The U of A course notes go on to explain:
“Beaver fur has two layers – the guard hairs, which are stiff, and the downy undercoat. The undercoat was excellent for making felt, ideal for hat making. At this time in Europe, felt hats were extremely fashionable, and this made beaver felt in high demand by Europeans…Old winter coats became extremely valuable, as they would be soft and well suited for hat making.
The used furs that Indigenous peoples traded to the Europeans were essentially less valuable to Indigenous peoples than the European goods. Trade in beaver pelts in the 17th and 18th centuries would have been impossible without the cooperation and enthusiasm of Indigenous peoples to consume European merchandise and products.”
Photo credit: Alex “Skud” Bayley
Did you know this? I had no idea! I have greatly undervalued this animal which I don’t think I’ve ever even seen in real life. I now understand why we have it on our nickel (5¢ coin), and its importance to Indigenous people pre-colonization, as well as to Canada’s survival as a colony and nation (at the expense of Indigenous people).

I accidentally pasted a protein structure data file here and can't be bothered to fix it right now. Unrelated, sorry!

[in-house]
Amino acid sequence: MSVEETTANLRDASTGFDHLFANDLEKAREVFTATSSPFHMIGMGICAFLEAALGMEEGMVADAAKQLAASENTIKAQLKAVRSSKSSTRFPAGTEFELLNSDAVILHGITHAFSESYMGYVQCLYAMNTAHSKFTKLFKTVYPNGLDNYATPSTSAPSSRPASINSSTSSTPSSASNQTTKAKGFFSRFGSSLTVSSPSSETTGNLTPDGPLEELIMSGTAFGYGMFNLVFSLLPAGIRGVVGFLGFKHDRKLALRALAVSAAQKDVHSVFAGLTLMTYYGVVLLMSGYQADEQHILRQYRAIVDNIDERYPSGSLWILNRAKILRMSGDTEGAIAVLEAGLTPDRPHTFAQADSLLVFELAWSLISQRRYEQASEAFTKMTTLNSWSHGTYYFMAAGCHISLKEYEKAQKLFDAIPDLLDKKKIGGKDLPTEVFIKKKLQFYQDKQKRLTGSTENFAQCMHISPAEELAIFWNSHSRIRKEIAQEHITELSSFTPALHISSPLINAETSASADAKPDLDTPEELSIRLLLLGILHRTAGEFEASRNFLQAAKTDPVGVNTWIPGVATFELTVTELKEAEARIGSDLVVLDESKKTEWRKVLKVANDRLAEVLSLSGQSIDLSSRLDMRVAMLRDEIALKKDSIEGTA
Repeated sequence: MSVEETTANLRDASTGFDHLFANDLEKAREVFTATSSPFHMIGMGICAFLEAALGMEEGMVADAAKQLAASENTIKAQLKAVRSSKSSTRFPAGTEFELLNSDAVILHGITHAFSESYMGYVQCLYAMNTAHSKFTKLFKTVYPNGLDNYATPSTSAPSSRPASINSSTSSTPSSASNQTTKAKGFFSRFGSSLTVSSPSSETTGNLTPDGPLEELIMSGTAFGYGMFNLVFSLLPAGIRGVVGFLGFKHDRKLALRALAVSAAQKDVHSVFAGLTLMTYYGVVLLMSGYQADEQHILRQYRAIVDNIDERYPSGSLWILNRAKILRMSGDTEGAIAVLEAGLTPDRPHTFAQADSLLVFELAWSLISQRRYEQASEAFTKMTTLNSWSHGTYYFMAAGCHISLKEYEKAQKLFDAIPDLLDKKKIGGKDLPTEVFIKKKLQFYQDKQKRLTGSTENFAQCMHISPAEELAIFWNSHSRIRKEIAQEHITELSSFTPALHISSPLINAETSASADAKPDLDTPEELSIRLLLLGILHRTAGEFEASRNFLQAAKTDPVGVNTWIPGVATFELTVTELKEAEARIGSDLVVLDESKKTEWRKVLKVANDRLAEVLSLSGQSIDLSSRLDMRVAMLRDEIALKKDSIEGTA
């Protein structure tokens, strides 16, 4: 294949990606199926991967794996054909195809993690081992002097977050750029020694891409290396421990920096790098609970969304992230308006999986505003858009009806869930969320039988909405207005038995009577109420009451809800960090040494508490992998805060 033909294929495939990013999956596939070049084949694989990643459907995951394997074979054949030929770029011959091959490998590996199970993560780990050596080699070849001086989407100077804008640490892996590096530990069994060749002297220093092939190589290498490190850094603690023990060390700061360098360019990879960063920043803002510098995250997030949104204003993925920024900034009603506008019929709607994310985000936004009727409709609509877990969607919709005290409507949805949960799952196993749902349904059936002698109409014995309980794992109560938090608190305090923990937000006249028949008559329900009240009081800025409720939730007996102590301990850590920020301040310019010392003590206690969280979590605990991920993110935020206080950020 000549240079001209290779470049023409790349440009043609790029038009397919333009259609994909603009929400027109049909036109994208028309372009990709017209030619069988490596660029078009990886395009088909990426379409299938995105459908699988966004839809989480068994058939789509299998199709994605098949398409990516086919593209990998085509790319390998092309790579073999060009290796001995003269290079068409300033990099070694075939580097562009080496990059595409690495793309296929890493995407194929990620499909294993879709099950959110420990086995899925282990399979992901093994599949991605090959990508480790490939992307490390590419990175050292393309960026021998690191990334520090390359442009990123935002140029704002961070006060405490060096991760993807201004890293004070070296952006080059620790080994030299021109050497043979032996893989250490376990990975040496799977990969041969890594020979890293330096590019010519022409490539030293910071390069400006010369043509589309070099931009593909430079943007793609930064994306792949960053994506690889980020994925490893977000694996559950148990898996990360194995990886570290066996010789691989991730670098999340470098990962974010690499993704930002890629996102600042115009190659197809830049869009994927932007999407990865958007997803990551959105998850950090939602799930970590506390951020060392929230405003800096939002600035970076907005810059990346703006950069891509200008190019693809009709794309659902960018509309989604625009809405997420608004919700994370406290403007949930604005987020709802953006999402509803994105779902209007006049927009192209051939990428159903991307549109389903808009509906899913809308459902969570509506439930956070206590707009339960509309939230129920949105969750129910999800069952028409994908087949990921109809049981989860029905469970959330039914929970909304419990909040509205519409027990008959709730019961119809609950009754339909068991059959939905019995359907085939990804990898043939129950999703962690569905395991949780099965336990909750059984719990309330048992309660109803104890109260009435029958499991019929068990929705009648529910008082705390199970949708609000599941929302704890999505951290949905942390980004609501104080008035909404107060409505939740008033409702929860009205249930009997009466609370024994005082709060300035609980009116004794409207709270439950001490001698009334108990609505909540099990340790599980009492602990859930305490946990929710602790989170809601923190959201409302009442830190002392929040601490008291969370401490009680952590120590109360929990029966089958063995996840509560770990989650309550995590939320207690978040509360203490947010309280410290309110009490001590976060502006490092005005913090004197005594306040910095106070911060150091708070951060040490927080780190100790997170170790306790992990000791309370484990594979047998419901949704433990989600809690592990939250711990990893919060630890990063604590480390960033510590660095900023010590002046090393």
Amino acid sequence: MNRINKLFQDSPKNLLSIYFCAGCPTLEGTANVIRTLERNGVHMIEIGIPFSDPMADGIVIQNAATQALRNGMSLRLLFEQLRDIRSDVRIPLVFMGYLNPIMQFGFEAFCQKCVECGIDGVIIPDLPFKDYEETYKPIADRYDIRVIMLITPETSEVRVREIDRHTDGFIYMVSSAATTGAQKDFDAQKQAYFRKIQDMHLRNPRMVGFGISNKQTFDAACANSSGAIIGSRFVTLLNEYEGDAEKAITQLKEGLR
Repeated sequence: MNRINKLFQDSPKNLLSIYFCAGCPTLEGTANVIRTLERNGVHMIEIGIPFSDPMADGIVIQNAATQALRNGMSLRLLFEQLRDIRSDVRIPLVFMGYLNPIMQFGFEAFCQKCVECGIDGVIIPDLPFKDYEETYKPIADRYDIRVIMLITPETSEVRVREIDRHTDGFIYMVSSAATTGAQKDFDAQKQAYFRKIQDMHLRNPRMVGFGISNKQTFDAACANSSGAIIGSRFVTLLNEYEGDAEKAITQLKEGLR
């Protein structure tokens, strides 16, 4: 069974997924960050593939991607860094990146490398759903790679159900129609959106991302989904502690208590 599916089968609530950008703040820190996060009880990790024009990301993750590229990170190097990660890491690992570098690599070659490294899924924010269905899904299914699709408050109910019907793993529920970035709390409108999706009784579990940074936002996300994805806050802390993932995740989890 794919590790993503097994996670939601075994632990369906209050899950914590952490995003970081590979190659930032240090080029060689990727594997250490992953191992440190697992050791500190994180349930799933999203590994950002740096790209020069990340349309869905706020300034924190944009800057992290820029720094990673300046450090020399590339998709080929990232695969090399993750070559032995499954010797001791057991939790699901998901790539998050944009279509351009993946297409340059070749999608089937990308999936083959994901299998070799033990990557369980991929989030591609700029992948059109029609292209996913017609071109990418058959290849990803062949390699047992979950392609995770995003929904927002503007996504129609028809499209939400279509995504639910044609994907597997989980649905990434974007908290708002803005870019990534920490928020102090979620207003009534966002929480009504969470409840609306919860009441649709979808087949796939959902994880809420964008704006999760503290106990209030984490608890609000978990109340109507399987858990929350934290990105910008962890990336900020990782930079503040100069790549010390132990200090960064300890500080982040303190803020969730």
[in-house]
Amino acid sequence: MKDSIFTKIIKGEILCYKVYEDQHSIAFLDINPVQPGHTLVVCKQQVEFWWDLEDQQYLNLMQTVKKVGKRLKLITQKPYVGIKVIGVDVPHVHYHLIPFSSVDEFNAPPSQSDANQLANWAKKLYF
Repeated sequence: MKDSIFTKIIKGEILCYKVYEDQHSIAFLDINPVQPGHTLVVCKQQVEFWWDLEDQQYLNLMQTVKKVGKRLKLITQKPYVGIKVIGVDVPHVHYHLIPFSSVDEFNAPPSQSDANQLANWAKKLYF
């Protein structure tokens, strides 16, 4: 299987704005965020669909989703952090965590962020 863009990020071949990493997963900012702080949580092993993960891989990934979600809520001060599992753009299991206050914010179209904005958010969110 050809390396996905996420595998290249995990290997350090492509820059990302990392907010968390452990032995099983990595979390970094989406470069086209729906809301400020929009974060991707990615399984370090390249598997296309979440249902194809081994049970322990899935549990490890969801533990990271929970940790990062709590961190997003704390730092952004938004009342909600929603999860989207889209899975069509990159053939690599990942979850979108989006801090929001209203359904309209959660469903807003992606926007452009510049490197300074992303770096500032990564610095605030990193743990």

So for Canadian Thanksgiving 2020, I’m giving thanks for:
Indigenous and Métis people, and the many ways they contributed to the survival (and flourishing) of early Canadians, even to their detriment;
Moose, elk, deer, bison, caribou – i.e. most plains animals (not turkeys) who gave their lives to make pemmican;
Beavers – whose sacrifice also ensured the survival and flourishing of Indigenous, Métis, and Canada as a country.
Share your stories and comments
What are you thankful for this Thanksgiving?